I did a little day-job overtime yesterday, just a few hours. I even got the laundry done. But today? I don’t feel like doing chores today. I ran a couple of necessary errands, and I spent some time earlier with my web designer working out some ideas and issues with a new web design we’ll launch next month. What I’d really like to be doing in lounging in a hammock somewhere with a good book.

 

( lady on hammock with book – Depositphotos )

Since it isn’t warm enough for that here today (plus it’s raining on and off), I’ll settle for curling up on the couch with something to read in just a few minutes. Before I do that, I have a little story snippet for you from the second book in the Medusa’s Daughters trilogy, Protecting Medusa.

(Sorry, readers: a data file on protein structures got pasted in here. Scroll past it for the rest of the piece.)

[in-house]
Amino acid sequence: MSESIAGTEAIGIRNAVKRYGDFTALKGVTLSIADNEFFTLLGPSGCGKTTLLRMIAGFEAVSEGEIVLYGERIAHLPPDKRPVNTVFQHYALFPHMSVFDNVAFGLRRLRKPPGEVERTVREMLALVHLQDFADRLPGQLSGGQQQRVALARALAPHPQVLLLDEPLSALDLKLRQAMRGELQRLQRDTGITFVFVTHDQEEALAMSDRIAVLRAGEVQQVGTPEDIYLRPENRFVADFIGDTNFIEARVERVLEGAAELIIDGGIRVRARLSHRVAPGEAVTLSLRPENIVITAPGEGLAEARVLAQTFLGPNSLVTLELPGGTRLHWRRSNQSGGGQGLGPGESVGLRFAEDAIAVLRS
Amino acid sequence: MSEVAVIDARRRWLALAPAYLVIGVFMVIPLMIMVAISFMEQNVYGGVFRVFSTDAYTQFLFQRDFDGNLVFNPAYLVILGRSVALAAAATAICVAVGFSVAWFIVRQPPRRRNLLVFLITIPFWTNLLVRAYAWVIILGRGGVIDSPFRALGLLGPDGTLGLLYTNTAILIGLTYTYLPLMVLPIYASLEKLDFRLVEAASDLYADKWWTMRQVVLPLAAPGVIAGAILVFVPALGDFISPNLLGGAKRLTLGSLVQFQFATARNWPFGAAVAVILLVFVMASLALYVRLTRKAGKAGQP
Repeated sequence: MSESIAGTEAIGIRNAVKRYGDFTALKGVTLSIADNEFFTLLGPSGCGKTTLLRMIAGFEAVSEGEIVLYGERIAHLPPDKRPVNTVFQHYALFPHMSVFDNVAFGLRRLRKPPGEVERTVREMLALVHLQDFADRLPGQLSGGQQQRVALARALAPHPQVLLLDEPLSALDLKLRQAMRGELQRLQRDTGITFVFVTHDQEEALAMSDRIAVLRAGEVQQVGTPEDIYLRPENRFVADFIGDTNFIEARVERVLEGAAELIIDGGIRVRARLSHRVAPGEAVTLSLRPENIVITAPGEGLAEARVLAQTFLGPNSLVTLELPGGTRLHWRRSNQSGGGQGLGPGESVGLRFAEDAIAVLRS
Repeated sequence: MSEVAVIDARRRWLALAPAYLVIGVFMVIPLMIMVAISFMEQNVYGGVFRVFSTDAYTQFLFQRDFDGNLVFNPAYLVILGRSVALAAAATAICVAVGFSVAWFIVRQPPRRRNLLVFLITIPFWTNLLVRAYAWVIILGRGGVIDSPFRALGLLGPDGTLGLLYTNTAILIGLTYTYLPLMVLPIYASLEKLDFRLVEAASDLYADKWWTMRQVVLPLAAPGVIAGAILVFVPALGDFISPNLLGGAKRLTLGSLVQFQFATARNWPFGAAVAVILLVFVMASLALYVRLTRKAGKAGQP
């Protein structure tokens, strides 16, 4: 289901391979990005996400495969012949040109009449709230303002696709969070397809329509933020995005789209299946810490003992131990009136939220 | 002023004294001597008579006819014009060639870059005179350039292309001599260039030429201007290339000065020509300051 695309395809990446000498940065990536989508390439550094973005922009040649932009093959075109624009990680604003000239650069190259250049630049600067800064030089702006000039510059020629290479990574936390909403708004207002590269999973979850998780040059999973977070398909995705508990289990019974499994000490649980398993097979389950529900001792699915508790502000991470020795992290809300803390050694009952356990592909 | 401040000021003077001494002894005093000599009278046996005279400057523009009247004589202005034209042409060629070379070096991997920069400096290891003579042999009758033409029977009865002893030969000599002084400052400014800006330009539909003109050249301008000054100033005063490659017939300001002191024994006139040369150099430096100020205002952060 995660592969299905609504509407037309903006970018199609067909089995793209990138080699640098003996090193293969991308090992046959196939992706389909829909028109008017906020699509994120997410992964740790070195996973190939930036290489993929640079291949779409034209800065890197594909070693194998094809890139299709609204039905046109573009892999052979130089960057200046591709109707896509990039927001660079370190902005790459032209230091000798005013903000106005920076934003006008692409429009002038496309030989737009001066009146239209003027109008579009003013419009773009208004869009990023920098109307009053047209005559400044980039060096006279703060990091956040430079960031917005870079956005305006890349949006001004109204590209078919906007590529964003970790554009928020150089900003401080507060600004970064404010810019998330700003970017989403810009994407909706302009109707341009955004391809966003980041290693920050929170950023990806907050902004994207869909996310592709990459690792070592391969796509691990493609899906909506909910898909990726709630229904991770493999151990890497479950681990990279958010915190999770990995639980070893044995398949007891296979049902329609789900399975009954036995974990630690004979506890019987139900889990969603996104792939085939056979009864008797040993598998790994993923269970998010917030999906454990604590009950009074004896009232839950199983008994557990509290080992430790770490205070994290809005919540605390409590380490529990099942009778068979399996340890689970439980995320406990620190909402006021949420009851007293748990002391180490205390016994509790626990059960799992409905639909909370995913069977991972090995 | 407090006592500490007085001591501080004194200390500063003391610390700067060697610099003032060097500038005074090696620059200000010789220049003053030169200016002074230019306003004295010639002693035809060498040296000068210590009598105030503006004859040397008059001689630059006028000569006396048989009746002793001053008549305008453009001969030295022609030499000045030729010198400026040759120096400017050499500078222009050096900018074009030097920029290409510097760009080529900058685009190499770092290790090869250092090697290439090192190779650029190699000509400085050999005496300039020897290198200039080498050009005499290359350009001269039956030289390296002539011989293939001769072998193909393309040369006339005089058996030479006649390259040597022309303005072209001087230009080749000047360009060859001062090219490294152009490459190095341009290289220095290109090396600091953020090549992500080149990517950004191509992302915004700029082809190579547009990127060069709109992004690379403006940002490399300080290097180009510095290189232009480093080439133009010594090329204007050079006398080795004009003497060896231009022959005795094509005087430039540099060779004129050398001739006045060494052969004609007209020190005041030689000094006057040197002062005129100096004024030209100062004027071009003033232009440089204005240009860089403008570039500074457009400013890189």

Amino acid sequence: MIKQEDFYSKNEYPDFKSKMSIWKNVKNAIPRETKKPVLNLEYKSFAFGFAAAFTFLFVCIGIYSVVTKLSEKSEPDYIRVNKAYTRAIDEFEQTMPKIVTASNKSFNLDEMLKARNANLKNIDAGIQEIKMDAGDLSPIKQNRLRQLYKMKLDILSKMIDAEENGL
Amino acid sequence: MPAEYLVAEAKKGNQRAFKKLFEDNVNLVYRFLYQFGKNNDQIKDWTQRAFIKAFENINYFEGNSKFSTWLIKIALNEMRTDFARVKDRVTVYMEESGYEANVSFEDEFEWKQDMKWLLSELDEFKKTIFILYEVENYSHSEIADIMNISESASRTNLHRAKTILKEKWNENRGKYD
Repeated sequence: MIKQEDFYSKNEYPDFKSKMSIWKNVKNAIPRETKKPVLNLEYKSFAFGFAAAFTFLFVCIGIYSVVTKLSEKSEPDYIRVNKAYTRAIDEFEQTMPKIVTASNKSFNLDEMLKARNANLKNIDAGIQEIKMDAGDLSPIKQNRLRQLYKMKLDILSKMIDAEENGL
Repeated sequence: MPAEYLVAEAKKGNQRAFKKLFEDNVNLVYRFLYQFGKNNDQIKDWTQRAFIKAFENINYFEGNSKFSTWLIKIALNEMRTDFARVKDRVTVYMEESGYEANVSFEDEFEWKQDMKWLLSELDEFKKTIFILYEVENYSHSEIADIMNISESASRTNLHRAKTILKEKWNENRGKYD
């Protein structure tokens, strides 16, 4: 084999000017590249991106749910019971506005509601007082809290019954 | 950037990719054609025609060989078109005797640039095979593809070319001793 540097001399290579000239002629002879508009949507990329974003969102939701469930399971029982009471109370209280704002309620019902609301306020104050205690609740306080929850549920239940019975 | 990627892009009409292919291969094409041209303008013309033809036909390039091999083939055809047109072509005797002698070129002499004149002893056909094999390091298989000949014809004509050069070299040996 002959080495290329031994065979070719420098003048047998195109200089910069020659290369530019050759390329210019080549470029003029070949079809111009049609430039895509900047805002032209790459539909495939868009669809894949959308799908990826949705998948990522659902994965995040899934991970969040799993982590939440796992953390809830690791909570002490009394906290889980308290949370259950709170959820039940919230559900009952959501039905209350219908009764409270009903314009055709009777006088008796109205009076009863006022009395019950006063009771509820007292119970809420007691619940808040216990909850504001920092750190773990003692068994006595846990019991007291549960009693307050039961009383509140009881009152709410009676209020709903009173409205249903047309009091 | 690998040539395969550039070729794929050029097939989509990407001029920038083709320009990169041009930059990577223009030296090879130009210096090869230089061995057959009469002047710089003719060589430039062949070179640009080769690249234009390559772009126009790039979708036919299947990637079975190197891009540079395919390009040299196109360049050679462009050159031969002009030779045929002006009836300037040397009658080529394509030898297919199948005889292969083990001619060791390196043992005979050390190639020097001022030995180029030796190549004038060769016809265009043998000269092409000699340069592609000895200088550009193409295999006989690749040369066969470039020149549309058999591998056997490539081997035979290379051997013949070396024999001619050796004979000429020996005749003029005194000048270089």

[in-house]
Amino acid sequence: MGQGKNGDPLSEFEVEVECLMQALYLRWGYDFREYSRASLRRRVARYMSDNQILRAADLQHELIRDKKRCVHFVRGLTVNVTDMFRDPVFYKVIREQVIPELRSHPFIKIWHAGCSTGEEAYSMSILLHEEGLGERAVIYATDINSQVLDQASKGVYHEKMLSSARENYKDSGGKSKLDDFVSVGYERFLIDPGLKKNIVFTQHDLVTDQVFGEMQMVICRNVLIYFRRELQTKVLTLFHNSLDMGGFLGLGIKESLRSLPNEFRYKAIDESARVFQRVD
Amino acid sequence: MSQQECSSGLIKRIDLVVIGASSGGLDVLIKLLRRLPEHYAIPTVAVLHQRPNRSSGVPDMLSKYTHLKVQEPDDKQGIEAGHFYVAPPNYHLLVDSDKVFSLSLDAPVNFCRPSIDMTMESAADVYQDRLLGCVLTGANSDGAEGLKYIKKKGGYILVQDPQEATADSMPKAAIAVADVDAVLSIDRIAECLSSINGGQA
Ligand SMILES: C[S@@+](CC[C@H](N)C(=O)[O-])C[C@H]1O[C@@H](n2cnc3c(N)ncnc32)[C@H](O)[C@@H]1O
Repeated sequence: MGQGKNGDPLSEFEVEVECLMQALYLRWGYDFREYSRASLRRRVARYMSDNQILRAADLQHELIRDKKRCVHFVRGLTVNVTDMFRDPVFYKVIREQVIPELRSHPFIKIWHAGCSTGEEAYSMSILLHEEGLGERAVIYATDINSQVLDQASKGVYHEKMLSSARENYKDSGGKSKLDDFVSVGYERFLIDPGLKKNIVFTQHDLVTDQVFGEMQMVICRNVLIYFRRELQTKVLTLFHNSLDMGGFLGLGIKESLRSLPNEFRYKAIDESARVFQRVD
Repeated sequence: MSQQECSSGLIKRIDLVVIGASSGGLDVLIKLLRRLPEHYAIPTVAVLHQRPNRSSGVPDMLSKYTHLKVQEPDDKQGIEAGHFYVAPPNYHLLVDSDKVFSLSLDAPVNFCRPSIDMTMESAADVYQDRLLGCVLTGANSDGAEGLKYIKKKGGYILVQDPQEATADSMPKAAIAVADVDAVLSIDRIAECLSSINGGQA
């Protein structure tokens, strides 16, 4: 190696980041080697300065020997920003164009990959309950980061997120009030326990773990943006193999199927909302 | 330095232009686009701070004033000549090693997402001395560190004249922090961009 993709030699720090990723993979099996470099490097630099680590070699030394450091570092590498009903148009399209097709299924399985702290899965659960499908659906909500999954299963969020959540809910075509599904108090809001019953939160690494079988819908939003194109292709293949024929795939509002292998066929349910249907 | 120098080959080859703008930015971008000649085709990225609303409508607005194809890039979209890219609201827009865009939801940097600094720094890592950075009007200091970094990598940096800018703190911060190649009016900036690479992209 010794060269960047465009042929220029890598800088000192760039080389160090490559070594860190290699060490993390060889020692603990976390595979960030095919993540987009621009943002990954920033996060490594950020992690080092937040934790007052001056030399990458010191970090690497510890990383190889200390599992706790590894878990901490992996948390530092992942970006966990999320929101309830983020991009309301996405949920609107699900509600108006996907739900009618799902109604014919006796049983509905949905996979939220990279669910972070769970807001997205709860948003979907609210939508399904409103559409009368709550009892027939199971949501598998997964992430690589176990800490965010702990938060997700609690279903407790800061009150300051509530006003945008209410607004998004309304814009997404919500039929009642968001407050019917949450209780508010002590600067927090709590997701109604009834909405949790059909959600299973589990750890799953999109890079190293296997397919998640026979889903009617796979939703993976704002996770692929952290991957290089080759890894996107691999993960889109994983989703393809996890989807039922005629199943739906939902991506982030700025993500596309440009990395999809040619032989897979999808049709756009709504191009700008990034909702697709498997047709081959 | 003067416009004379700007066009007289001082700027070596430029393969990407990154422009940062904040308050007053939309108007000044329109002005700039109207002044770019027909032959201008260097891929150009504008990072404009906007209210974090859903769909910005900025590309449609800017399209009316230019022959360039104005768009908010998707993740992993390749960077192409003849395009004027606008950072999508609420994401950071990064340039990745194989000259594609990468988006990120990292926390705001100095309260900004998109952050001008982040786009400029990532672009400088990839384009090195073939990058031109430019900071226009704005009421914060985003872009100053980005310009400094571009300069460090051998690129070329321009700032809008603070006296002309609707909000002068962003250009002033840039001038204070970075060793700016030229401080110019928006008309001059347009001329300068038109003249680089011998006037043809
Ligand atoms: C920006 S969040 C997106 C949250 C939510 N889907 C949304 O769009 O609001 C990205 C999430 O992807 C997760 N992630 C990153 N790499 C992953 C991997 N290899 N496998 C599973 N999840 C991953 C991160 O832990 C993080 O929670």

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Philomena parked beside her mother’s house. She’d arrived first, and she needed to get dinner on in a hurry. Once Jason got home, she’d be too distracted to focus on cooking.

She went in the back door, balancing a grocery bag while she reset the alarm system, then hit the light switch with her elbow as she continued into the kitchen.

She took her mother’s cast iron skillet from its hook over the counter and put it on the stove, turning the heat to high and dropping in some ground beef before she shed her coat. As the meat began to sizzle, she put away the rest of the groceries.

She rolled up her sleeves and dug a spatula out of the utensil drawer, but stopped when she heard a creak from upstairs. She waited, then shook her head. It was an old farmhouse. It made noise sometimes.

She stirred the beef in the pan, adding chopped onions she’d picked up at the store–not out of laziness but because she’d known she needed to move quickly after three days away and with an excitable six-year-old on his way home.

The sound came again. She set the spatula on the spoon rest and turned the flame under her pan down to low, then tugged up the hem of her long skirt to pull her dagger from its leather sheath on her thigh.